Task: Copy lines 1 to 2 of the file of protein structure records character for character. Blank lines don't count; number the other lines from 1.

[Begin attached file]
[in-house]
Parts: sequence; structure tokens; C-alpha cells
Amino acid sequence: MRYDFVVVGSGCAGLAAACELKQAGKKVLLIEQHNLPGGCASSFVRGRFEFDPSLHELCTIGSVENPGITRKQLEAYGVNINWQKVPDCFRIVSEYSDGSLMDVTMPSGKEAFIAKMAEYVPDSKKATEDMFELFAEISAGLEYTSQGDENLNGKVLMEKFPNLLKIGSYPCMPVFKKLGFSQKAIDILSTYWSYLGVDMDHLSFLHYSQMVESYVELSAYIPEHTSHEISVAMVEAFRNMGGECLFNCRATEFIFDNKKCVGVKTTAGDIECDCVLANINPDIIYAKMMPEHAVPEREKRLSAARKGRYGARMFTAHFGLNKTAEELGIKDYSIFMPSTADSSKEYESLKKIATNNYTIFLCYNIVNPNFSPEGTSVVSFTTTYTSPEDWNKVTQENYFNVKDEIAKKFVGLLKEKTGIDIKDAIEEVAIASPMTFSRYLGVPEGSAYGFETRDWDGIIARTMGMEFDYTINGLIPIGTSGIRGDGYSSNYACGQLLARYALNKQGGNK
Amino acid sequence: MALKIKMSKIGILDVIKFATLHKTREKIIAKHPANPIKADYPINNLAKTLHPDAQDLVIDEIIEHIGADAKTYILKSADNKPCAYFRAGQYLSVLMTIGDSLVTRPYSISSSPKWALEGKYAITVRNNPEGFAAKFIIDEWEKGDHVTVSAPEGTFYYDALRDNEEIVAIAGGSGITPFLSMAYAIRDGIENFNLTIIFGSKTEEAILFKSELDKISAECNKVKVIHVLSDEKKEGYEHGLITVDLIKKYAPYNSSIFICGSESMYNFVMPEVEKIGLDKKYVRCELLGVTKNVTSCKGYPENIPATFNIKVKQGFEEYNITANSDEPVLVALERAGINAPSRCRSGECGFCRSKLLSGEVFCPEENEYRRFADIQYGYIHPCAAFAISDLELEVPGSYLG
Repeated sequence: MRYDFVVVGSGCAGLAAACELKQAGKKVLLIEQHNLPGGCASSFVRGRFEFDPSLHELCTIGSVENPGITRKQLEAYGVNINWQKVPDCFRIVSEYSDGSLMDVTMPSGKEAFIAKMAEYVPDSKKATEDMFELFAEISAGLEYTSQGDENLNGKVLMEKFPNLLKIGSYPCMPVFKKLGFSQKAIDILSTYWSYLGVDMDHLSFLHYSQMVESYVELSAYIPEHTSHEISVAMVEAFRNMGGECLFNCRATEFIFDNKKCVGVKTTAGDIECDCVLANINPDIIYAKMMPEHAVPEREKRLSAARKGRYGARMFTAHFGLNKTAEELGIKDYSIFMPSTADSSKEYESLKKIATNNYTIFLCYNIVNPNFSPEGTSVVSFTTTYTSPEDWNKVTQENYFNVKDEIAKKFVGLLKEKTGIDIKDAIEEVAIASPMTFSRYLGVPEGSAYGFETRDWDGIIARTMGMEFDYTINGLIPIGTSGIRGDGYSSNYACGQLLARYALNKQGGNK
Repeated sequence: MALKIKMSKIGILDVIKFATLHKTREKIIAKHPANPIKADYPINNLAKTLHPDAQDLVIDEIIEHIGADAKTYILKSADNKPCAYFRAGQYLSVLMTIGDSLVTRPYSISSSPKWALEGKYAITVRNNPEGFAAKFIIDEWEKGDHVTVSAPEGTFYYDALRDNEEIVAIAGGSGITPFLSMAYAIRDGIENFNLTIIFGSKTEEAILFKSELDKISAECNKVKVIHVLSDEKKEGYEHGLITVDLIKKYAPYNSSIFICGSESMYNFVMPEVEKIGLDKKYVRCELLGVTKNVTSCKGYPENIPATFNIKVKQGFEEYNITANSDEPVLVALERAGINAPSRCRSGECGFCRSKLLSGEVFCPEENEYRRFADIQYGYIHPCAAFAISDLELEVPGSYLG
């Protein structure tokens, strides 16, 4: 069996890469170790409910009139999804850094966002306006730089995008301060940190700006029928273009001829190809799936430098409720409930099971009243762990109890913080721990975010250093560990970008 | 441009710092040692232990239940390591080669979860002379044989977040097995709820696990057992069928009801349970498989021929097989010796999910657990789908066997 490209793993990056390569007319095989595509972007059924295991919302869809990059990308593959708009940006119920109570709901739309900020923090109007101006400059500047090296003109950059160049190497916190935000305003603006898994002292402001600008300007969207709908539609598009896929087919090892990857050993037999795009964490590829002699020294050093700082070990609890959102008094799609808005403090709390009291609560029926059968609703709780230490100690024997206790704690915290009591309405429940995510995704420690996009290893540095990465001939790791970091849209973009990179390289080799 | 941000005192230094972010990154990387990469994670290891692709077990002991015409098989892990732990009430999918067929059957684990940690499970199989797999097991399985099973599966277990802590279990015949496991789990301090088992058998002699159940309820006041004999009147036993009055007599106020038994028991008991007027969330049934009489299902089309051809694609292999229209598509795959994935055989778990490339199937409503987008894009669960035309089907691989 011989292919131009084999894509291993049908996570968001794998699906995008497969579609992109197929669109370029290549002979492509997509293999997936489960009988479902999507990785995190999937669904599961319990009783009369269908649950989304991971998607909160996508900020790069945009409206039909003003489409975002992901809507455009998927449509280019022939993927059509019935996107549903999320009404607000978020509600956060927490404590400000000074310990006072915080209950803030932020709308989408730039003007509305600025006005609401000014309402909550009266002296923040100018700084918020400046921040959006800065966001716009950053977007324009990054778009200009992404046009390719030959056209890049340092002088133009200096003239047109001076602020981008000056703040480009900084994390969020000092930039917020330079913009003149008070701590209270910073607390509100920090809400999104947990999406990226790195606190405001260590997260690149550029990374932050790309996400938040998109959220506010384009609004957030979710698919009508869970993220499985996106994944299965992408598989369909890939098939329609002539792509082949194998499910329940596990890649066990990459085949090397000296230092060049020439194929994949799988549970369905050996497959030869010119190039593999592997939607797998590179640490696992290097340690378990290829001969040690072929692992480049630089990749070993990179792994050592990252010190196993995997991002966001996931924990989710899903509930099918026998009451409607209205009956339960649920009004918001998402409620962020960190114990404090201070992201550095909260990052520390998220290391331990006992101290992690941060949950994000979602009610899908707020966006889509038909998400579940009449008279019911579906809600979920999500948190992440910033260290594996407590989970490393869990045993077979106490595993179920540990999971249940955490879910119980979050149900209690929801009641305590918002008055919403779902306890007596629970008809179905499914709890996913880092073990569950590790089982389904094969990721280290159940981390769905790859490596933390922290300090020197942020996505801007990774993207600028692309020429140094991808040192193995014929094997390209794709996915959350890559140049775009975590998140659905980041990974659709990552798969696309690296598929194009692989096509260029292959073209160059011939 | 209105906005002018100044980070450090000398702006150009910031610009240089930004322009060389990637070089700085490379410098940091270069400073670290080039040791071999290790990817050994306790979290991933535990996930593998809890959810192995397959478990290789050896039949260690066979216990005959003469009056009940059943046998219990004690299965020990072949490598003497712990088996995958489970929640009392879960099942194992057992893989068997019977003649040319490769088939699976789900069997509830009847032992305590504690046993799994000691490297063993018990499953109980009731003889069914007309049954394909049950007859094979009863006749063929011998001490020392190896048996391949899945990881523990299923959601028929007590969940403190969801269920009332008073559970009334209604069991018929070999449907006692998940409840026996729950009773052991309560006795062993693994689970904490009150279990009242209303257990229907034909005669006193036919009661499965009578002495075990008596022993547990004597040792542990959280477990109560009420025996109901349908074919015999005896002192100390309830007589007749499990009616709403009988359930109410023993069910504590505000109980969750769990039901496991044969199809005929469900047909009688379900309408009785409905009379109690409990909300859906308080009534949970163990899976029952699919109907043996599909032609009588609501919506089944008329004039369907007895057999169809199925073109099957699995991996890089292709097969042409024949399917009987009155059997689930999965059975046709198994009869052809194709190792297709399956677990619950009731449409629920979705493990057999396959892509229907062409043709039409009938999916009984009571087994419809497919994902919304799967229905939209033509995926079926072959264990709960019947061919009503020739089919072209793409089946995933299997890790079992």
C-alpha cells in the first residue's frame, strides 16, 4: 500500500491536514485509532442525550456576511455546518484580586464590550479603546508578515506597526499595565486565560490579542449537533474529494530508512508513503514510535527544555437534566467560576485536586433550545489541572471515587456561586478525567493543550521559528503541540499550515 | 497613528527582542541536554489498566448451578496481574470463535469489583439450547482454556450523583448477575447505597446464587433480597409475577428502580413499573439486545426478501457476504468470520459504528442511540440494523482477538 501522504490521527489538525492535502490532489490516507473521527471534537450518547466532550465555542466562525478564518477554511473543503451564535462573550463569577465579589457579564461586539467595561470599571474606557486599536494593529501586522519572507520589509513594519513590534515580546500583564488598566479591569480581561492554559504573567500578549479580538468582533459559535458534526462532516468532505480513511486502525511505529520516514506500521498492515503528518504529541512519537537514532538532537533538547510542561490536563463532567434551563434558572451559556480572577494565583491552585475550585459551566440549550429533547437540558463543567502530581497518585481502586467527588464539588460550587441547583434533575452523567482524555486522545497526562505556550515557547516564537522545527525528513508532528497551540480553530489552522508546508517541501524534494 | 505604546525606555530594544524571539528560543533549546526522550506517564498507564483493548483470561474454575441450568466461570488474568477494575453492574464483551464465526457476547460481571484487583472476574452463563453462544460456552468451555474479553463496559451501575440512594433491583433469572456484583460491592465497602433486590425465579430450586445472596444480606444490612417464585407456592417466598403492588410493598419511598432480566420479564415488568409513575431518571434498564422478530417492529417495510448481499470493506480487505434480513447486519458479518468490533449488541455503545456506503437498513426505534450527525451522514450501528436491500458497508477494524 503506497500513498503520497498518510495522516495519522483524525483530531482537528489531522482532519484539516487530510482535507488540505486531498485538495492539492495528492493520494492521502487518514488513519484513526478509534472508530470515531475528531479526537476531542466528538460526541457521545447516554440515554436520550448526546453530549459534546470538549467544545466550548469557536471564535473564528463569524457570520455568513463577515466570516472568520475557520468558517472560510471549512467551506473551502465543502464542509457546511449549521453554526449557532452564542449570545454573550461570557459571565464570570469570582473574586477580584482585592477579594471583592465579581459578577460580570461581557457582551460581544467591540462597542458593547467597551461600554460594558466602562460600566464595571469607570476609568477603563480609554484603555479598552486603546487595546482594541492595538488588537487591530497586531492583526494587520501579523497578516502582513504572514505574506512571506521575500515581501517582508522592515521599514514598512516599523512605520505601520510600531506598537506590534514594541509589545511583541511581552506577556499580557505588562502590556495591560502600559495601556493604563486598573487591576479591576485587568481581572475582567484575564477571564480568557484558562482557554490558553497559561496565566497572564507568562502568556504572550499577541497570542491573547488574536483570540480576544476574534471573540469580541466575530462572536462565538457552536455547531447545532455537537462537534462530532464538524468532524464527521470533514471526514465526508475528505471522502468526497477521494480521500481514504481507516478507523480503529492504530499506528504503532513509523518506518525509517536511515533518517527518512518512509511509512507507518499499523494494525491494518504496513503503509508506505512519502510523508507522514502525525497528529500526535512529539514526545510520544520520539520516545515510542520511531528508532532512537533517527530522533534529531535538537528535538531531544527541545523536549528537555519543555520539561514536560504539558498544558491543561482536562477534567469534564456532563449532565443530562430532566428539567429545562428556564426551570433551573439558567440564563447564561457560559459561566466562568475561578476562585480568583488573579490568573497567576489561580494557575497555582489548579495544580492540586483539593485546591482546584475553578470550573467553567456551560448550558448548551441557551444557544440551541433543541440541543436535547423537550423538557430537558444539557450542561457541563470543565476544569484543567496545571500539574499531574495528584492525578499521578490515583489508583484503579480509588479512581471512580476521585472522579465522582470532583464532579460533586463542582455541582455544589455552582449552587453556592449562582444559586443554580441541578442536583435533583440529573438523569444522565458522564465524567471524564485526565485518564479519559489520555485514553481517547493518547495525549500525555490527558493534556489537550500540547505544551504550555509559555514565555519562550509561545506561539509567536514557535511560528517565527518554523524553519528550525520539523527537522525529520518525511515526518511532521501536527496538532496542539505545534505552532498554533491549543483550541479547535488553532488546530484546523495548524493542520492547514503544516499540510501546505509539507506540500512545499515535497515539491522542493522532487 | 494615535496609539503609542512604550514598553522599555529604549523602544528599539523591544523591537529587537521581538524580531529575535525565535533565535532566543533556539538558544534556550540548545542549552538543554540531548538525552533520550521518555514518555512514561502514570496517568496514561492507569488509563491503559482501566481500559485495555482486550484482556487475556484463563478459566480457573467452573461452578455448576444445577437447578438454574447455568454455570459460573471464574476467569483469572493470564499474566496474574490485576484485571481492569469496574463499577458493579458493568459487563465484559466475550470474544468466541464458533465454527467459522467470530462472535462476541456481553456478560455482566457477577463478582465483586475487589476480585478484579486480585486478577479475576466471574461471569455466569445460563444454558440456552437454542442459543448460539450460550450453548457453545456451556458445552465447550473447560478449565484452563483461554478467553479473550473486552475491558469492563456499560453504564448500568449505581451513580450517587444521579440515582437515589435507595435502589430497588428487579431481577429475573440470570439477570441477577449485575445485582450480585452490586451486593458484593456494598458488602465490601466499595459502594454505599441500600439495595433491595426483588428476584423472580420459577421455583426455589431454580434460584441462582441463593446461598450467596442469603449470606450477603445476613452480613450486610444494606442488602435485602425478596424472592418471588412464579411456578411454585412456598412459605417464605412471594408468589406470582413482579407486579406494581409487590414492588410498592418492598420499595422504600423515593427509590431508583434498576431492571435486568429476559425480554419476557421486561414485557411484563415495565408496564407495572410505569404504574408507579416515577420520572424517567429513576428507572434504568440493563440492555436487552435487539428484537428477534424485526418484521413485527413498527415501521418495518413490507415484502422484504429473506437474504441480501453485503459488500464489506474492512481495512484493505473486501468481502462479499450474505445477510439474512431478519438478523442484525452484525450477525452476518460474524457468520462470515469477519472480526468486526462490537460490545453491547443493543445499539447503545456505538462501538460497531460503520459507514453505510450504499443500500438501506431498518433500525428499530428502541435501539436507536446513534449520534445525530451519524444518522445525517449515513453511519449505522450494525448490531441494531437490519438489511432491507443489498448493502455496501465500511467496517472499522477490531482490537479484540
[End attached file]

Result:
[in-house]
Parts: sequence; structure tokens; C-alpha cells